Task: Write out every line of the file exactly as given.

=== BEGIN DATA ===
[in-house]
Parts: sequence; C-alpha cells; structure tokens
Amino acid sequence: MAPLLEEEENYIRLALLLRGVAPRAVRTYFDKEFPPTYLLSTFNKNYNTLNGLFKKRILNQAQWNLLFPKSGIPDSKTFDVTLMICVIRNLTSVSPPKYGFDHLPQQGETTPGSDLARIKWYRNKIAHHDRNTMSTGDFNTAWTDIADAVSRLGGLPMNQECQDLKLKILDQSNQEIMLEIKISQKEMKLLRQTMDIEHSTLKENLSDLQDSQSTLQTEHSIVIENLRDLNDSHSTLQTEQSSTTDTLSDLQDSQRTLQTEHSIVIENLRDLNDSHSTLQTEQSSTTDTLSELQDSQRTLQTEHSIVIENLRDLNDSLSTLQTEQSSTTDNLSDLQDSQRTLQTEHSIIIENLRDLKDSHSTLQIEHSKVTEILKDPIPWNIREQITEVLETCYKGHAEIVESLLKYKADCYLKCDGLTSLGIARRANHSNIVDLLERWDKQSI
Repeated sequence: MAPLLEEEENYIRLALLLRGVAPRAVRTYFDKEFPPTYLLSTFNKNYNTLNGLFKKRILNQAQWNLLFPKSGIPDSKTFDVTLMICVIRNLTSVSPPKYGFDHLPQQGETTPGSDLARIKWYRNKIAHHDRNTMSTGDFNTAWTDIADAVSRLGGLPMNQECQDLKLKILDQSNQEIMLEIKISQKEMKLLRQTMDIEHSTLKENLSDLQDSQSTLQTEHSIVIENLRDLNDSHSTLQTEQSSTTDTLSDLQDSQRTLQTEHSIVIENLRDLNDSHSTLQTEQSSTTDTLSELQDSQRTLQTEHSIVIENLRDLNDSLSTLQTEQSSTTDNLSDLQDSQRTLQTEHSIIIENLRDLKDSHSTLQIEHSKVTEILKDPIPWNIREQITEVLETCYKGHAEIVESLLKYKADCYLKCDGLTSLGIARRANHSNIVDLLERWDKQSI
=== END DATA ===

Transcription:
[in-house]
Parts: sequence; C-alpha cells; structure tokens
Amino acid sequence: MAPLLEEEENYIRLALLLRGVAPRAVRTYFDKEFPPTYLLSTFNKNYNTLNGLFKKRILNQAQWNLLFPKSGIPDSKTFDVTLMICVIRNLTSVSPPKYGFDHLPQQGETTPGSDLARIKWYRNKIAHHDRNTMSTGDFNTAWTDIADAVSRLGGLPMNQECQDLKLKILDQSNQEIMLEIKISQKEMKLLRQTMDIEHSTLKENLSDLQDSQSTLQTEHSIVIENLRDLNDSHSTLQTEQSSTTDTLSDLQDSQRTLQTEHSIVIENLRDLNDSHSTLQTEQSSTTDTLSELQDSQRTLQTEHSIVIENLRDLNDSLSTLQTEQSSTTDNLSDLQDSQRTLQTEHSIIIENLRDLKDSHSTLQIEHSKVTEILKDPIPWNIREQITEVLETCYKGHAEIVESLLKYKADCYLKCDGLTSLGIARRANHSNIVDLLERWDKQSI
Repeated sequence: MAPLLEEEENYIRLALLLRGVAPRAVRTYFDKEFPPTYLLSTFNKNYNTLNGLFKKRILNQAQWNLLFPKSGIPDSKTFDVTLMICVIRNLTSVSPPKYGFDHLPQQGETTPGSDLARIKWYRNKIAHHDRNTMSTGDFNTAWTDIADAVSRLGGLPMNQECQDLKLKILDQSNQEIMLEIKISQKEMKLLRQTMDIEHSTLKENLSDLQDSQSTLQTEHSIVIENLRDLNDSHSTLQTEQSSTTDTLSDLQDSQRTLQTEHSIVIENLRDLNDSHSTLQTEQSSTTDTLSELQDSQRTLQTEHSIVIENLRDLNDSLSTLQTEQSSTTDNLSDLQDSQRTLQTEHSIIIENLRDLKDSHSTLQIEHSKVTEILKDPIPWNIREQITEVLETCYKGHAEIVESLLKYKADCYLKCDGLTSLGIARRANHSNIVDLLERWDKQSI